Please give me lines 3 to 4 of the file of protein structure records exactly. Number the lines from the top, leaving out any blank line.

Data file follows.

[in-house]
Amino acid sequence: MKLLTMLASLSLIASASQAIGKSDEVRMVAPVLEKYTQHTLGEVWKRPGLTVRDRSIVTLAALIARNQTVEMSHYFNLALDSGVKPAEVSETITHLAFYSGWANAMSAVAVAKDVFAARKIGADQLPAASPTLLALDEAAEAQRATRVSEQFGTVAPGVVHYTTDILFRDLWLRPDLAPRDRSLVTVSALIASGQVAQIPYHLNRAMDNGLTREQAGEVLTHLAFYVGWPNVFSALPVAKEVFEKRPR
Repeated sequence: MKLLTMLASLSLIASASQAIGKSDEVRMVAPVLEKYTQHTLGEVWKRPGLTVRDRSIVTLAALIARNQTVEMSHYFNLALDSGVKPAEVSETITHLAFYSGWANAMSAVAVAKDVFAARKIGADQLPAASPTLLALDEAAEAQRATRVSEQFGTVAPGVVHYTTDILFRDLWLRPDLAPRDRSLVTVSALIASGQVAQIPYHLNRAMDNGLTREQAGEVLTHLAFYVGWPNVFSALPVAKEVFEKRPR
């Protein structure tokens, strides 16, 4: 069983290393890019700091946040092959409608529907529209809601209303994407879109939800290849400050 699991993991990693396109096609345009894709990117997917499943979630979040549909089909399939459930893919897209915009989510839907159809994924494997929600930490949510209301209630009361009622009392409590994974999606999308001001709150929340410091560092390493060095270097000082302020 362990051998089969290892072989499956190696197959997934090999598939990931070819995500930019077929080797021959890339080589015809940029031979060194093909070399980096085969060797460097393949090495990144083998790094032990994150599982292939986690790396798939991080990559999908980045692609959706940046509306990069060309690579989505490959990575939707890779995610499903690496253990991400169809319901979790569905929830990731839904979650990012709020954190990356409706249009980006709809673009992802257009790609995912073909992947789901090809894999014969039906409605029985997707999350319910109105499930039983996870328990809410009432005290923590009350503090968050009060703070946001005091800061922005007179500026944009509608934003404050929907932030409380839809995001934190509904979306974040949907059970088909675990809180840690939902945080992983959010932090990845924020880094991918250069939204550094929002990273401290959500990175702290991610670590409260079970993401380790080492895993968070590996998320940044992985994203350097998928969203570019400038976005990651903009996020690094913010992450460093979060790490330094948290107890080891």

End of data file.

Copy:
Repeated sequence: MKLLTMLASLSLIASASQAIGKSDEVRMVAPVLEKYTQHTLGEVWKRPGLTVRDRSIVTLAALIARNQTVEMSHYFNLALDSGVKPAEVSETITHLAFYSGWANAMSAVAVAKDVFAARKIGADQLPAASPTLLALDEAAEAQRATRVSEQFGTVAPGVVHYTTDILFRDLWLRPDLAPRDRSLVTVSALIASGQVAQIPYHLNRAMDNGLTREQAGEVLTHLAFYVGWPNVFSALPVAKEVFEKRPR
């Protein structure tokens, strides 16, 4: 069983290393890019700091946040092959409608529907529209809601209303994407879109939800290849400050 699991993991990693396109096609345009894709990117997917499943979630979040549909089909399939459930893919897209915009989510839907159809994924494997929600930490949510209301209630009361009622009392409590994974999606999308001001709150929340410091560092390493060095270097000082302020 362990051998089969290892072989499956190696197959997934090999598939990931070819995500930019077929080797021959890339080589015809940029031979060194093909070399980096085969060797460097393949090495990144083998790094032990994150599982292939986690790396798939991080990559999908980045692609959706940046509306990069060309690579989505490959990575939707890779995610499903690496253990991400169809319901979790569905929830990731839904979650990012709020954190990356409706249009980006709809673009992802257009790609995912073909992947789901090809894999014969039906409605029985997707999350319910109105499930039983996870328990809410009432005290923590009350503090968050009060703070946001005091800061922005007179500026944009509608934003404050929907932030409380839809995001934190509904979306974040949907059970088909675990809180840690939902945080992983959010932090990845924020880094991918250069939204550094929002990273401290959500990175702290991610670590409260079970993401380790080492895993968070590996998320940044992985994203350097998928969203570019400038976005990651903009996020690094913010992450460093979060790490330094948290107890080891």